Get Healthy Carson City: Love your heart

This column appears in the Nevada Appeal Wednesday health pages. It addresses topics related to the health of our community.

Last weekend, many professed their love to their sweethearts as part of the Valentine’s Day tradition. Flowers, candies, dinner out ... for many, this was an opportunity to shower their nearest and dearest with a dramatic display of affection. Imagine if we all went out of our way to show our own hearts that same amount of consideration. February isn’t just Valentine’s Day, it’s also Heart Month.

What are some ways to show your heart just how much it means to you? Check out the tips below to keep the love going this February.

Eat for heart health: Eating a diet rich in fruits, vegetables, whole grains and lean protein is recommended for heart health and weight management. By choosing foods low in sodium and saturated fat, you can show your heart some love.

Chill out. Reduce stress in your life. Take a few minutes each day to relax or do something for yourself. Take deep breaths, go on a walk, or enjoy the outdoors. Aerobic exercise is a great way to aid in stress reduction and enhance mood, as is spending time with friends. Less stress can lead to a healthier heart.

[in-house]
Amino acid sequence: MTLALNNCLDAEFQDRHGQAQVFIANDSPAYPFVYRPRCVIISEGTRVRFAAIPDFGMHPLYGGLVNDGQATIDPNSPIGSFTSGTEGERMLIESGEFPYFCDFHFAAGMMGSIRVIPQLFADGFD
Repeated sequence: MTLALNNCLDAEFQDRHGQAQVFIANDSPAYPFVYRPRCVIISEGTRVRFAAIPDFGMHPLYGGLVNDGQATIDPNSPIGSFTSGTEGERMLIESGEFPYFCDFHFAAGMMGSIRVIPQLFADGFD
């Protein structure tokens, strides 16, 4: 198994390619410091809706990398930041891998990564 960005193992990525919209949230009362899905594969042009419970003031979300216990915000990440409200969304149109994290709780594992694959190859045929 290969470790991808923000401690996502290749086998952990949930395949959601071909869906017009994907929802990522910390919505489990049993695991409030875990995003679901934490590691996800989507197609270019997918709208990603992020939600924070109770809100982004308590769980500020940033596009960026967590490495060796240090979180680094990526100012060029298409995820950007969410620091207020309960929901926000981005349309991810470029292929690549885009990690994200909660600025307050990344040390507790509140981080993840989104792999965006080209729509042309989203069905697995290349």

Get moving: Regular exercise can not only reduce stress, but can also help you to be in better cardiovascular shape — and that’s great news for our heart. You can gain important health benefits with 2 1/2 hours of moderate intensity exercise or 1 hour and 15 minutes of vigorous intensity physical activity throughout the week.

If you aren’t exercising regularly, talk to your doctor about it and start slow: some activity is always better than no kick butts.

One of the best health decisions you can make for your heart and for the rest of your body is to quit smoking. If you are a smoker, your risk of heart disease, lung disease, stroke, and cancer are all increased.

Do your heart and yourself a favor and make the choice to kick the tobacco habit. If you need help or encouragement, call the QuitLine at 800-784-8669 for free resources to help you quit tobacco.

Heart disease is an important public health concern. Over time, risk factors like overweight and obesity, smoking, diabetes, stress and alcohol abuse, combined with family history, high blood pressure and cholesterol levels, may lead to an unhealthy heart. Negative health outcomes, including chest pain, heart attack and stroke can result, but there are steps you can take now to protect your heart health.

Start showing your heart some love today.

For more information about Health Department services, check out our website at or “like” us on Facebook at


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